April 16, 1913

The Board of Trustees amended and replaced the village’s 21-year-old zoning code by voting in proposals contained in the village section of the Cooperstown Area Plan. The new ordinance takes the place of a code which was originally passed in April 1942, becoming effective on April 22 of that year.

April 10, 1963

Pittsburgh Pirates star Willie Stargell will be inducted on July 31st as the 200th member of baseball’s Hall of Fame. Born March 6, 1940, at Earlsboro, Oklahoma, the big Bucaneer spent 21 seasons on the Pirate ship raiding National League cities coast to coast and defending Forbes Field, the home port. Willie and the Bucs played for the National League treasure chest six times in that span, but made it to the World Series only twice – in 1971 and 1979. They won the World Series crown both times in seven games. Stargell’s 12 hits, three home runs and seven RBI’s earned him MVP booty in the 1979 fall classic.

April 13, 1988

Mike Staffin rolled a 780 – 290, 269, 221 to lead all other bowlers in the Wednesday night Bowling League on April 2. Reid Nagelschmidt tossed a high series of 674 – 226 277, 171, followed by Jason Tabor, 652, Barry Gray, 646, Gerry Gage, Jr., 642, Jim Jordan, 625, Buddy Lippitt, 605, and Richie Anderson, 600.

April 11, 2003


Leave a Reply

Your email address will not be published.

Related Articles

Bound Volumes: July 20. 2023

British Monsters—Excerpt of a letter from Captain Cooper to Charles K. Mallory, Esq. Lieut. Gov. of Virginia—“I was in Hampton with my troop; that place having been evacuated in the morning by the British. My blood ran cold at what I saw and heard. The few distressed inhabitants running up in every direction to congratulate us; tears were shedding in every corner – the infamous scoundrels, monsters, destroyed everything but the houses, and (my pen is almost unwilling to describe it) the women were ravished by the abandoned ruffians. Great God! My dear friend, can you figure to yourself our Hampton females seized and treated with violence by those monsters, and not a solitary American arm present to avenge their wrongs! But enough – I can no more of this.”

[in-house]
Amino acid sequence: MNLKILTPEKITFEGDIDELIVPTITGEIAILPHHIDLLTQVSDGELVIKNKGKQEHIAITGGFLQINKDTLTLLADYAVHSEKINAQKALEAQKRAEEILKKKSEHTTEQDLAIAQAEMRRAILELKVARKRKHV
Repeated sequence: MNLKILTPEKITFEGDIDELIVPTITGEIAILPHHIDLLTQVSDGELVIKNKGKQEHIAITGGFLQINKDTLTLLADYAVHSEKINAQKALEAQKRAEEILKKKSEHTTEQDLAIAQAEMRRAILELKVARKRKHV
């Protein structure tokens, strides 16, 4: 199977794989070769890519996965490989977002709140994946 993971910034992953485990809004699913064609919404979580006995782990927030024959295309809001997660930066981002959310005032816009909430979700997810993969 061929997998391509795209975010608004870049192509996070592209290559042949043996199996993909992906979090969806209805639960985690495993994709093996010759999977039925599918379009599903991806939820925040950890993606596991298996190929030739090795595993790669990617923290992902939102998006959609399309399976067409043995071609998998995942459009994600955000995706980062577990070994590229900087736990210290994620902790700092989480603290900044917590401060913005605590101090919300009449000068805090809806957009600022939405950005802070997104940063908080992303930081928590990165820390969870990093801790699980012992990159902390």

July 17, 1813…

Hometown History: July 6, 2023

Bound Volumes, Hometown History July 6, 2023 135 YEARS AGOFew places excel Oneonta in facilities for obtaining an education. About 20 years ago a union school was established with a building which most of the inhabitants thought extravagantly large; but three extensions have since been added, each in size almost equaling the original structure, besides a two-story building in the western part of the village. The entire system is now under direction and management of Prof. N.N. Bull, who has under his charge an able corps of assistants reaching in number up into the teens. July 1888…

Bound Volumes: July 27, 2023

Letter from Com. Lewis to the Secretary of the Navy—Off Sandy Hook, July 6: “Sir, I have the pleasure to inform you of the capture of the British sloop tender Eagle which for some time had been employed by Com. Beresford for the purpose of burning the coasters, &c. Her force was two officers and 11 men, with a 32 brass howitzer. This service was performed in a most gallant and officer-like manner by Sailing-Master Percival, who with volunteers from the flotilla which I have the honor to command, jumped on board a fishing smack, run the enemy alongside and carried him by a coup de main. I am sorry to add, that in this little affair, the enemy lost the commanding officer, one midshipman, mortally wounded, and two seamen badly.”
July 24, 1813…

Putting the Community Back Into the Newspaper

Special Subscription Offer

Now through September 30, new annual subscribers to “The Freeman’s Journal” and have an opportunity to help their choice of one of four Otsego County Charitable organizations.

$5.00 of your subscription will be donated to the nonprofit of your choice:

Community Arts Network of Oneonta, Cooperstown Art Association, Helios Care or Susquehanna Society for the Prevention of Cruelty to Animals.